Rhode Island General Assembly

Office of the House Minority Caucus

 

Rep Quattrocchi Submitting RI Business Regulatory Reform Act

 

State House, Providence – Today, Rhode Island House Representative Robert Quattrocchi submitted legislation to strengthen the small business owner voice in the Ocean State. Rhode Island consistently ranks at the bottom of business-friendly state rankings and the Rhode Island Business Reform Act seeks to create meaningful change for small business owners.

The CNBC 2022 Survey, which measures 85 different metrics, ranked Rhode Island 45th, a slight improvement from the 46th slot in the 2021 survey. In both years, Rhode Island scored particularly low in “The cost to do business category” and the “business friendly (regulatory climate)” categories. The cost to do business in Rhode Island also makes the state less competitive and increases the probability of first year business failure. Other than the General Assembly, there are very few avenues and mechanisms for small businesses to improve the regulatory climate in Rhode Island, and this bill seeks to change that practice.

Rhode Island small businesses never fully recovered from the pandemic and continue to struggle with the cost to do business in Rhode Island. One of these costs, is the regulatory scheme and legal requirements for a particular business (depending upon the nature of the business or the license required).  Due to the diverse array of businesses and regulatory schemes, it is hard to craft broad regulatory reforms that can provide relief to every type of business licensed in Rhode Island.

The proposed legislation by Rep Quattrocchi, seeks to empower small businesses by creating meaningful avenues for them to directly address regulatory changes that exist in their particular line of business. The first avenue is to establish a full-time small business ombudsman to assist and work on behalf of small businesses to address regulatory and enforcement issues. The legislation combines this new ombudsman role with an existing small business advocate and gives the position more authority, while streamlining the bureaucracy.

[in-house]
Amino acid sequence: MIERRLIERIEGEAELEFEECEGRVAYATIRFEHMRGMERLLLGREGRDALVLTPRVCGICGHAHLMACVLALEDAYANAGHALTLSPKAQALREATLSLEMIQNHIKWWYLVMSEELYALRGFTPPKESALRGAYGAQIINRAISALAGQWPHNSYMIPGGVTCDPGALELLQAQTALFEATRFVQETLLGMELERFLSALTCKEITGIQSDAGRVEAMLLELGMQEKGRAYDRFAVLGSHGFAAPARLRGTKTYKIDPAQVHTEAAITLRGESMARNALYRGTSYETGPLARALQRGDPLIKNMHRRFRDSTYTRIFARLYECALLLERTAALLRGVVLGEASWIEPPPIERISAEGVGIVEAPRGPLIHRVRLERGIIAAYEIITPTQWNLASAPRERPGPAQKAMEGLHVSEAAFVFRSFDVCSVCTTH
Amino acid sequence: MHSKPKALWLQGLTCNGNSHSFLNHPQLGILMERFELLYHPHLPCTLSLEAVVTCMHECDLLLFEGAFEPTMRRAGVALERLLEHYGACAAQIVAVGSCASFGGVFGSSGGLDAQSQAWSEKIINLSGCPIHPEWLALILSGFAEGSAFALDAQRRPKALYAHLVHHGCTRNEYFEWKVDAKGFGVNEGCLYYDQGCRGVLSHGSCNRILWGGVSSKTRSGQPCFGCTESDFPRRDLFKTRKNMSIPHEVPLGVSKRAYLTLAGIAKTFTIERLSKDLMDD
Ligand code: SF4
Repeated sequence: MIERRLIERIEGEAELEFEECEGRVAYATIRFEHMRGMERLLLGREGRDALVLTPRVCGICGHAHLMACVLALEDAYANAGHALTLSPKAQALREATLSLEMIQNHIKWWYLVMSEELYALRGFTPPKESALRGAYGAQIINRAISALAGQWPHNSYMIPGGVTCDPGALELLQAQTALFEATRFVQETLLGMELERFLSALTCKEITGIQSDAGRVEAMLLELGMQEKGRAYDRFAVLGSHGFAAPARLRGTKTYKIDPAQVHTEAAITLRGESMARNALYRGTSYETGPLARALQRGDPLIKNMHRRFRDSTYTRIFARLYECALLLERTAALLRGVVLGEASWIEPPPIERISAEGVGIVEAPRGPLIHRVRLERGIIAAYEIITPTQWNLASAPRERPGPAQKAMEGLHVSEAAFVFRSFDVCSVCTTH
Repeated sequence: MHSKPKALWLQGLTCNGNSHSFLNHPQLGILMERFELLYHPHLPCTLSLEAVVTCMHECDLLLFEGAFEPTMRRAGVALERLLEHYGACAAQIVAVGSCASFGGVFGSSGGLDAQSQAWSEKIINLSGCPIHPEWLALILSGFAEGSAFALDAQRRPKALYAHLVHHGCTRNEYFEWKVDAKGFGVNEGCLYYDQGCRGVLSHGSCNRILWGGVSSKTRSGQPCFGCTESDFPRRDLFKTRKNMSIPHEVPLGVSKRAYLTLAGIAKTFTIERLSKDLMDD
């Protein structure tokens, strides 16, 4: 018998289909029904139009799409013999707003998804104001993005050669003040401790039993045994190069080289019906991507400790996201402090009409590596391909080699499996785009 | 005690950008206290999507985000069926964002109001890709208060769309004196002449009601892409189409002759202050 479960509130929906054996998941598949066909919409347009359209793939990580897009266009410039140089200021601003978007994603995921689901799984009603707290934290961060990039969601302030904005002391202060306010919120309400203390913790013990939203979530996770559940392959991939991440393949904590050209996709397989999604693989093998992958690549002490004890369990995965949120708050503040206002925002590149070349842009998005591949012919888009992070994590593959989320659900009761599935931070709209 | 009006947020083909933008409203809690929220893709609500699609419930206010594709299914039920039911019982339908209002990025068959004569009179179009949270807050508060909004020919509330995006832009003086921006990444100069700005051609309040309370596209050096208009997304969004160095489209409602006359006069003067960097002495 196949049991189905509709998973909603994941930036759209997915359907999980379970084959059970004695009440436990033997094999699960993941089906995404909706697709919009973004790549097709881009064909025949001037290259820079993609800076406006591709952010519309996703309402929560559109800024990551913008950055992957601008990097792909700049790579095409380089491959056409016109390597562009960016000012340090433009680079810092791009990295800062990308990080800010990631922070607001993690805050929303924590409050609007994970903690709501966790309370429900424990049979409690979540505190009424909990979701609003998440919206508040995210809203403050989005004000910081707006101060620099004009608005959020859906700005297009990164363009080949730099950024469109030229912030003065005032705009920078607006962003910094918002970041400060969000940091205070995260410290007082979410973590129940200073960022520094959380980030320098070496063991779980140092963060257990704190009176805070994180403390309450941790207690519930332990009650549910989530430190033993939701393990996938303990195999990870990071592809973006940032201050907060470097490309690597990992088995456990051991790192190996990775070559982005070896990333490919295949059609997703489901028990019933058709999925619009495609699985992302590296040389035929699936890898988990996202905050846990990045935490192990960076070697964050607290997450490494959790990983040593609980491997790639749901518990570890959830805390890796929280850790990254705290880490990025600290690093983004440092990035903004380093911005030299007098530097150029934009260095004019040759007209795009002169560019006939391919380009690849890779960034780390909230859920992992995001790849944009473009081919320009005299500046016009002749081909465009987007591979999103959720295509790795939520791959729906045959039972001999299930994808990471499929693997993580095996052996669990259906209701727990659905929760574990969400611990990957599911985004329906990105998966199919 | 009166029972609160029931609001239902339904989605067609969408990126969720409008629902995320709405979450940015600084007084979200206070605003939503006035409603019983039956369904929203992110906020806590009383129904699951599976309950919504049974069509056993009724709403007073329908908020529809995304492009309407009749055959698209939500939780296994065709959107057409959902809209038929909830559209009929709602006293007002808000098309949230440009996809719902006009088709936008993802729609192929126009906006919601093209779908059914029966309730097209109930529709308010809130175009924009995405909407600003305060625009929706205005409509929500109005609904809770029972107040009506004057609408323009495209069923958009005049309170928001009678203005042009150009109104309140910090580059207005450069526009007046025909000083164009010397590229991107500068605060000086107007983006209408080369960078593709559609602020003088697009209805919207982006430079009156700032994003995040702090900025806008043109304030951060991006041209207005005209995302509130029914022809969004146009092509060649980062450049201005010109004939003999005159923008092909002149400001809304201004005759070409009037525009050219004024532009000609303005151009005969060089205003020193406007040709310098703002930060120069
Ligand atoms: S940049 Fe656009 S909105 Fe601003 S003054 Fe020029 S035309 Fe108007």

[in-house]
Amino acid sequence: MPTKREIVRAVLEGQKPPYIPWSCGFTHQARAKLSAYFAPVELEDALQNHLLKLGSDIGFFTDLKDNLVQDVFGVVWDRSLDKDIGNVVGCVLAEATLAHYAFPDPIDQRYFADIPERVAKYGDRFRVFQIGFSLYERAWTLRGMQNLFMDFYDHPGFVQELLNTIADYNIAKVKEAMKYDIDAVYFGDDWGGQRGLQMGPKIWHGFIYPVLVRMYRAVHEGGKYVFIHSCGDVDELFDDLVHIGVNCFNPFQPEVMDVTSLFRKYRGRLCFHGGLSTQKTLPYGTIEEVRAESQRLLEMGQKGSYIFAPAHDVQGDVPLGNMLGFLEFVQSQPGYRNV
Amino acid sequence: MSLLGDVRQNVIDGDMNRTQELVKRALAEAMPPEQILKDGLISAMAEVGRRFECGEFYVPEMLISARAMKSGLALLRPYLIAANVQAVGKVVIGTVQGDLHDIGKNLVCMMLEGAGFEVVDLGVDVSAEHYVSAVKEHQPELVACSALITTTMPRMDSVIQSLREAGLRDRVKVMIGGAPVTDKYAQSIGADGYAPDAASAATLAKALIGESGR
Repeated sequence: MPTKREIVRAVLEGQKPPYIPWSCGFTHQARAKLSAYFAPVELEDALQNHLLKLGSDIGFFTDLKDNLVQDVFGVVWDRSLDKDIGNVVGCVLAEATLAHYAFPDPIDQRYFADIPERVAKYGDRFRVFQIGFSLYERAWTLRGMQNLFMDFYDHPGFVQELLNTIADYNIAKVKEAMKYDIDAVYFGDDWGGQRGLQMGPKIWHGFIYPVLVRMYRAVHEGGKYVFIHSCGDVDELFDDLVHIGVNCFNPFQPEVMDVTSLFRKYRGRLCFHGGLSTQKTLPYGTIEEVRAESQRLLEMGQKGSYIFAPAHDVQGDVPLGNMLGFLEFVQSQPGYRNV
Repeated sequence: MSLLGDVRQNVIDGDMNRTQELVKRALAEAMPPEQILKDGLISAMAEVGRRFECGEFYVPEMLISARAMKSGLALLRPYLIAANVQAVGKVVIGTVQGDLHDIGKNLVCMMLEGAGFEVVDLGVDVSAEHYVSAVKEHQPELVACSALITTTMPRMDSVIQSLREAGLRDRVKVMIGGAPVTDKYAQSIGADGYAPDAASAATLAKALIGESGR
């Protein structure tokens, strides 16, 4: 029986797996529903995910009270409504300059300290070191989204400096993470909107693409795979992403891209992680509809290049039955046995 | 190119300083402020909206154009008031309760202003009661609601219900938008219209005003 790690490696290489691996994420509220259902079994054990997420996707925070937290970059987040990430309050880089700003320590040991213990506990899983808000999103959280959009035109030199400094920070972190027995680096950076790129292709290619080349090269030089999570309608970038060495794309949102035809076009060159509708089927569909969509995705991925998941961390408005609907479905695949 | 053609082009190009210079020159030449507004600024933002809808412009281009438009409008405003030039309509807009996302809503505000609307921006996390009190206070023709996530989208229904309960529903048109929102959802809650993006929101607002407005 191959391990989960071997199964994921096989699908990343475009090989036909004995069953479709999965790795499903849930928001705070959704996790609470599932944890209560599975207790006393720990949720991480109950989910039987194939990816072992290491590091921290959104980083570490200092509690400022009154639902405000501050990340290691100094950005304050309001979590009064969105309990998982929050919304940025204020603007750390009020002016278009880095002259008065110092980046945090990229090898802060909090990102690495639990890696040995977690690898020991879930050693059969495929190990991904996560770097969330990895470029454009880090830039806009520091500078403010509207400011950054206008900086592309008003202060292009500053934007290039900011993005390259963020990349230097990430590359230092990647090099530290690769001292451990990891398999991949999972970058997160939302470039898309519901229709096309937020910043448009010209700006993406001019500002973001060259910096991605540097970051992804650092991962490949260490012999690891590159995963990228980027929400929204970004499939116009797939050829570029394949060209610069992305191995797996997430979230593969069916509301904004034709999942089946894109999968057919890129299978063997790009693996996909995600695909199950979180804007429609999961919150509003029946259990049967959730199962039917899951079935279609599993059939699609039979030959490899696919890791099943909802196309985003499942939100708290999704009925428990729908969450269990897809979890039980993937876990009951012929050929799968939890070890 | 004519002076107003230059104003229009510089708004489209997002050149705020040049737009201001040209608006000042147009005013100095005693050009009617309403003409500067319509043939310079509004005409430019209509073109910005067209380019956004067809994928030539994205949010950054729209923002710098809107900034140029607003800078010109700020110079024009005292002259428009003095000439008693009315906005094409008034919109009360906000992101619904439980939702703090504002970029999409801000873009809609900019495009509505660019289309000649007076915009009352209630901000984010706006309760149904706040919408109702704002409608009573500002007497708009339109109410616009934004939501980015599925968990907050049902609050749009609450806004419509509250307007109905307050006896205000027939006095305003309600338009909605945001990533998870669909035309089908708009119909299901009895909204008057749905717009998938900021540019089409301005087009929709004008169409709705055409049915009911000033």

Secondly, the proposed legislation improves and clarifies the process for businesses to petition both regulatory and licensing agencies for rulemaking. This will particularly help small businesses, giving them the ability to participate in the regulatory process.

Further, the proposal would require a petitioned state agency to justify in writing any denial of a petition and publicly post any changes made due to a petition request.

“Rhode Island consistently ranks near last in national ratings for small business friendliness,” said Representative Bob Quattrocchi.  “Our often overlooked “mom and pop” businesses are the backbone of Rhode Island’s economy and face many challenging regulatory burdens. State government should not be a challenge nor a burden. In 2009, legislative efforts were enacted, which attempted to ease some of the hurdles experienced by our small businesses, to no avail. This bill would give a much needed, stronger voice to small business owners and provide avenues for them to address their regulatory concerns."

 

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